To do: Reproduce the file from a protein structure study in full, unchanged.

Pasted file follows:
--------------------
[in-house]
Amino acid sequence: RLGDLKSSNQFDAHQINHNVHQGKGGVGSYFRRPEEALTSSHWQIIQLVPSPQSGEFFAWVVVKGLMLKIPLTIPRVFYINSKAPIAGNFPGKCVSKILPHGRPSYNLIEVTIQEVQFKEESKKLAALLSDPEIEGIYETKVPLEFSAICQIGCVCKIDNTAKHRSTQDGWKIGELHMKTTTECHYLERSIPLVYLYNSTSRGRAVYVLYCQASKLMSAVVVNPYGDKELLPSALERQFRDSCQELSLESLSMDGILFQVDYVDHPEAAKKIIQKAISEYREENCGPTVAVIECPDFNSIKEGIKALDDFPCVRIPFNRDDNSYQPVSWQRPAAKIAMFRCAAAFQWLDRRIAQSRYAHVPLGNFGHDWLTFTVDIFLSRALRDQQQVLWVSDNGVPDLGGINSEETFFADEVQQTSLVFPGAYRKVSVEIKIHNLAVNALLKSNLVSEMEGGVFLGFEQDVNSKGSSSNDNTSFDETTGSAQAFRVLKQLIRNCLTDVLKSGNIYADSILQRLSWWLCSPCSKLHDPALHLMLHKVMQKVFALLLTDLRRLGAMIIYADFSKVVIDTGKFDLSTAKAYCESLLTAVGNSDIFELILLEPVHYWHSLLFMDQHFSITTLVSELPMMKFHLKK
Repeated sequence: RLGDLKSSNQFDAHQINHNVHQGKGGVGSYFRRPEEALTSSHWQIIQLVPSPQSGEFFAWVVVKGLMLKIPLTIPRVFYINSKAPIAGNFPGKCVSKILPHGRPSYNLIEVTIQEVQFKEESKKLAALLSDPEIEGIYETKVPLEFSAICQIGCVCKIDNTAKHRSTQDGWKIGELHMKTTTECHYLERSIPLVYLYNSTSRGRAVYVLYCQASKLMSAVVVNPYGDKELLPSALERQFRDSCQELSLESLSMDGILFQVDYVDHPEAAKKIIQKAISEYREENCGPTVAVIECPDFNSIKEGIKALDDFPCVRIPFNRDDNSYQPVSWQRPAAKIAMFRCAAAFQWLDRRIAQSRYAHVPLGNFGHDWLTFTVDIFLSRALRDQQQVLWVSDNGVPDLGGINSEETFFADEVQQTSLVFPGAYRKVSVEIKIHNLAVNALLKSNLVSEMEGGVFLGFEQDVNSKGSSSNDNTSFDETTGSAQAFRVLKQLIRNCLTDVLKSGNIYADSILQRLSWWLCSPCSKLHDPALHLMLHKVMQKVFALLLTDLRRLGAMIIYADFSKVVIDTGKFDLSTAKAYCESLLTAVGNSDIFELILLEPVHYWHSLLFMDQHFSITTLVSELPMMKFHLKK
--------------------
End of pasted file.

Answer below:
[in-house]
Amino acid sequence: RLGDLKSSNQFDAHQINHNVHQGKGGVGSYFRRPEEALTSSHWQIIQLVPSPQSGEFFAWVVVKGLMLKIPLTIPRVFYINSKAPIAGNFPGKCVSKILPHGRPSYNLIEVTIQEVQFKEESKKLAALLSDPEIEGIYETKVPLEFSAICQIGCVCKIDNTAKHRSTQDGWKIGELHMKTTTECHYLERSIPLVYLYNSTSRGRAVYVLYCQASKLMSAVVVNPYGDKELLPSALERQFRDSCQELSLESLSMDGILFQVDYVDHPEAAKKIIQKAISEYREENCGPTVAVIECPDFNSIKEGIKALDDFPCVRIPFNRDDNSYQPVSWQRPAAKIAMFRCAAAFQWLDRRIAQSRYAHVPLGNFGHDWLTFTVDIFLSRALRDQQQVLWVSDNGVPDLGGINSEETFFADEVQQTSLVFPGAYRKVSVEIKIHNLAVNALLKSNLVSEMEGGVFLGFEQDVNSKGSSSNDNTSFDETTGSAQAFRVLKQLIRNCLTDVLKSGNIYADSILQRLSWWLCSPCSKLHDPALHLMLHKVMQKVFALLLTDLRRLGAMIIYADFSKVVIDTGKFDLSTAKAYCESLLTAVGNSDIFELILLEPVHYWHSLLFMDQHFSITTLVSELPMMKFHLKK
Repeated sequence: RLGDLKSSNQFDAHQINHNVHQGKGGVGSYFRRPEEALTSSHWQIIQLVPSPQSGEFFAWVVVKGLMLKIPLTIPRVFYINSKAPIAGNFPGKCVSKILPHGRPSYNLIEVTIQEVQFKEESKKLAALLSDPEIEGIYETKVPLEFSAICQIGCVCKIDNTAKHRSTQDGWKIGELHMKTTTECHYLERSIPLVYLYNSTSRGRAVYVLYCQASKLMSAVVVNPYGDKELLPSALERQFRDSCQELSLESLSMDGILFQVDYVDHPEAAKKIIQKAISEYREENCGPTVAVIECPDFNSIKEGIKALDDFPCVRIPFNRDDNSYQPVSWQRPAAKIAMFRCAAAFQWLDRRIAQSRYAHVPLGNFGHDWLTFTVDIFLSRALRDQQQVLWVSDNGVPDLGGINSEETFFADEVQQTSLVFPGAYRKVSVEIKIHNLAVNALLKSNLVSEMEGGVFLGFEQDVNSKGSSSNDNTSFDETTGSAQAFRVLKQLIRNCLTDVLKSGNIYADSILQRLSWWLCSPCSKLHDPALHLMLHKVMQKVFALLLTDLRRLGAMIIYADFSKVVIDTGKFDLSTAKAYCESLLTAVGNSDIFELILLEPVHYWHSLLFMDQHFSITTLVSELPMMKFHLKK